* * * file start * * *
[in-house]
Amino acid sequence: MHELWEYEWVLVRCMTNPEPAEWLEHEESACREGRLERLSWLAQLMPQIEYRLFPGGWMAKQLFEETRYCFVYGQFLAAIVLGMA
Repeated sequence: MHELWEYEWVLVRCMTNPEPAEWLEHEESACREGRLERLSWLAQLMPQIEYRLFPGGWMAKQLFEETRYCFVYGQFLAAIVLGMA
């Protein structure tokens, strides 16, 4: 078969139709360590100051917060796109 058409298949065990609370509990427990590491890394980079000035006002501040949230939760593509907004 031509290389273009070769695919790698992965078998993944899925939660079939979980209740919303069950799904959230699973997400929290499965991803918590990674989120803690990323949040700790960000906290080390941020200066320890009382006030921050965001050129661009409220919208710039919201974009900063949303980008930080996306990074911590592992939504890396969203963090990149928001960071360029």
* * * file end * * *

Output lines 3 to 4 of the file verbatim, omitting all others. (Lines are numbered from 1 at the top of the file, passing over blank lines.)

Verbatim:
Repeated sequence: MHELWEYEWVLVRCMTNPEPAEWLEHEESACREGRLERLSWLAQLMPQIEYRLFPGGWMAKQLFEETRYCFVYGQFLAAIVLGMA
């Protein structure tokens, strides 16, 4: 078969139709360590100051917060796109 058409298949065990609370509990427990590491890394980079000035006002501040949230939760593509907004 031509290389273009070769695919790698992965078998993944899925939660079939979980209740919303069950799904959230699973997400929290499965991803918590990674989120803690990323949040700790960000906290080390941020200066320890009382006030921050965001050129661009409220919208710039919201974009900063949303980008930080996306990074911590592992939504890396969203963090990149928001960071360029």